The court in Singh v Tolton also noted that the material before it disclosed a family at odds regarding Rajinder’s personal care. In a situation such as this, there may be a concern that the wishes or best interests of the person whose capacity is in issue will be lost amidst the fighting family members. Section 3 counsel can serve a crucial function in these types of circumstances, by sharing the person’s wishes and instructions with the court.
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When a parent transfers assets to an adult child, the rebuttable presumption of resulting trust will apply to that transfer. Unless the child can rebut the presumption, it will be presumed that the child was holding the transferred assets in trust for the parent.
But what kind of evidence will be needed to rebut the presumption? Ideally there would be some kind of documentation made contemporaneously with the transfer to support the parent’s intention. If the documentation is lacking, there may be evidentiary issues where the parent has passed away or is incapable, and is not able to give evidence as to his or her intention at the time of the transfer.
In the recent decision of Pandke Estate v Lauzon, 2021 ONSC 123, the court considered two cheques paid by a mother, Carol, to her adult son and daughter-in-law, Steven and Marnee, in the amounts of $35,000.00 and $90,000.00, respectively, shortly before her death. The court reviewed the evidence in determining whether the presumption of resulting trust was rebutted, or whether Carol had intended the cheques to be gifts.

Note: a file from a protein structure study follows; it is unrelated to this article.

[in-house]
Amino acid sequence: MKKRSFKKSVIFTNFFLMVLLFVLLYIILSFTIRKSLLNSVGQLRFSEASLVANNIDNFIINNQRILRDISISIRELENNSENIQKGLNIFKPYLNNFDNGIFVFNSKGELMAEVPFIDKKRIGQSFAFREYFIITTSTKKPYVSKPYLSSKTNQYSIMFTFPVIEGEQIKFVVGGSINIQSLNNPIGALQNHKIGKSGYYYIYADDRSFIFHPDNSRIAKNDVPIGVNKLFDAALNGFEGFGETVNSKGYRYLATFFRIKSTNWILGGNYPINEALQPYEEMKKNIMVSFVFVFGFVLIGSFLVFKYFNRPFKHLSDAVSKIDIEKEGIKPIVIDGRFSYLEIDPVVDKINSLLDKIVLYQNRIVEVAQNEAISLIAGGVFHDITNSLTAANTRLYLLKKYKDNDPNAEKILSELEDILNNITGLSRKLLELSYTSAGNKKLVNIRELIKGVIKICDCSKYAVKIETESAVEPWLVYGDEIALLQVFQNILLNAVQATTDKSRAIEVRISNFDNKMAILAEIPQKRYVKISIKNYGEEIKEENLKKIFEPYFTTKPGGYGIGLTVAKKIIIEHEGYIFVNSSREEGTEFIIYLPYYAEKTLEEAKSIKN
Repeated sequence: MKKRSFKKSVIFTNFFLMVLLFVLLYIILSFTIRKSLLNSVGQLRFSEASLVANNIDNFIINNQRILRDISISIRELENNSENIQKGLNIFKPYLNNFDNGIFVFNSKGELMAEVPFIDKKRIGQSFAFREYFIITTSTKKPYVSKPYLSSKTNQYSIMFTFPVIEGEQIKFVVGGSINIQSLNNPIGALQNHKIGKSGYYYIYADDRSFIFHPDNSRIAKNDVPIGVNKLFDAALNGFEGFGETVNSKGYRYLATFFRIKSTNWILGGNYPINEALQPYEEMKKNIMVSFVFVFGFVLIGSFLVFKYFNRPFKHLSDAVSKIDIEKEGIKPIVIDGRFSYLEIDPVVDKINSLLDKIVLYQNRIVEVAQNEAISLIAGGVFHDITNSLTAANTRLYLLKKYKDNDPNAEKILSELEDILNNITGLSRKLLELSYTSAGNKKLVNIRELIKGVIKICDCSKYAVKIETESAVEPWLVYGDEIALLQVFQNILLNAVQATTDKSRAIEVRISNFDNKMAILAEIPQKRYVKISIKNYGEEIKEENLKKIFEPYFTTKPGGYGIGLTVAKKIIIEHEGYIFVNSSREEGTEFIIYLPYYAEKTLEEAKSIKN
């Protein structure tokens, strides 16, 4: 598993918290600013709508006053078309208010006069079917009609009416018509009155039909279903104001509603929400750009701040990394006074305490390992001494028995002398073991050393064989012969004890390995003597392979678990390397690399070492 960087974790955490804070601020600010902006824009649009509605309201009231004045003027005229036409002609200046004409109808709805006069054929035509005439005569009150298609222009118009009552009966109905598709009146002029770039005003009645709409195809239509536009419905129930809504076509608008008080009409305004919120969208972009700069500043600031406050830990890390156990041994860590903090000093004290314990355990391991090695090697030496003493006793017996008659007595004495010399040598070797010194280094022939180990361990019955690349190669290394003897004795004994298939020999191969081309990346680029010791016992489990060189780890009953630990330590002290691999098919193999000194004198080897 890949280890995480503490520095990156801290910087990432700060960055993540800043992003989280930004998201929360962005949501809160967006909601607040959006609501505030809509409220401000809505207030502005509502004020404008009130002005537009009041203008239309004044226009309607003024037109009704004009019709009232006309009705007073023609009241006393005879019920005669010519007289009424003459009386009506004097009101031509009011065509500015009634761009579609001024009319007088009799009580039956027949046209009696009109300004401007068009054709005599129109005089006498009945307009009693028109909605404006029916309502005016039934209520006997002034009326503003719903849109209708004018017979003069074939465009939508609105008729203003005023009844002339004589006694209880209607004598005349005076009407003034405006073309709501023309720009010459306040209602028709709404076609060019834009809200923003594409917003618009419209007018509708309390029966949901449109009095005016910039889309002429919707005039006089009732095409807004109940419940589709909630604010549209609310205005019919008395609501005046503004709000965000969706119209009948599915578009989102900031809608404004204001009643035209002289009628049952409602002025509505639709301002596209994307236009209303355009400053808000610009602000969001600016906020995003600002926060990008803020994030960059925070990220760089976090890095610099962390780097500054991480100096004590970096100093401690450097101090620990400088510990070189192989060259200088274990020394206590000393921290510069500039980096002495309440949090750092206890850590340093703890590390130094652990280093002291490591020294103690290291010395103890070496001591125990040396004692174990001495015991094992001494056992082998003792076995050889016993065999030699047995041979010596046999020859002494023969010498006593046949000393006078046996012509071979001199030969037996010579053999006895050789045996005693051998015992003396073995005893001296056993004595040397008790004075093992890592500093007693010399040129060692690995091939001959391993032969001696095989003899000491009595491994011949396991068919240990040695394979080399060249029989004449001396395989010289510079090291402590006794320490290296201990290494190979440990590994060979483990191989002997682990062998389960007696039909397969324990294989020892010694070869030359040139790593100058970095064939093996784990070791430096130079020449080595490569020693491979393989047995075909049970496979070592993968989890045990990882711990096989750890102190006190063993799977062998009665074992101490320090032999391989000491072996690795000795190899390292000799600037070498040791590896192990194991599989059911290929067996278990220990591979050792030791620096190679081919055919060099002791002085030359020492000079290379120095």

Carol was diagnosed with terminal pancreatic cancer in 2017, and died about a month following her diagnosis. At the time that she was diagnosed, she lived with her husband, William, to whom she had been married since 1992. Following her diagnosis, it was decided that Carol would move in with Steven and Marnee, as William was not physically capable of providing her the care that she would require. Shortly after moving in with Steven and Marnee, Carol provided a cheque in the amount of $35,000.00, payable to Marnee, with a note on the cheque stating that it was “For Rent”. Four days later Carol provided another cheque payable to Steven, in the amount of $90,000.00, with the note on the cheque stating “Medical Expenses”. The total value of the two cheques constituted the majority of Carol’s liquid assets. William, who was the sole beneficiary of Carol’s estate, challenged these payments following Carol’s death.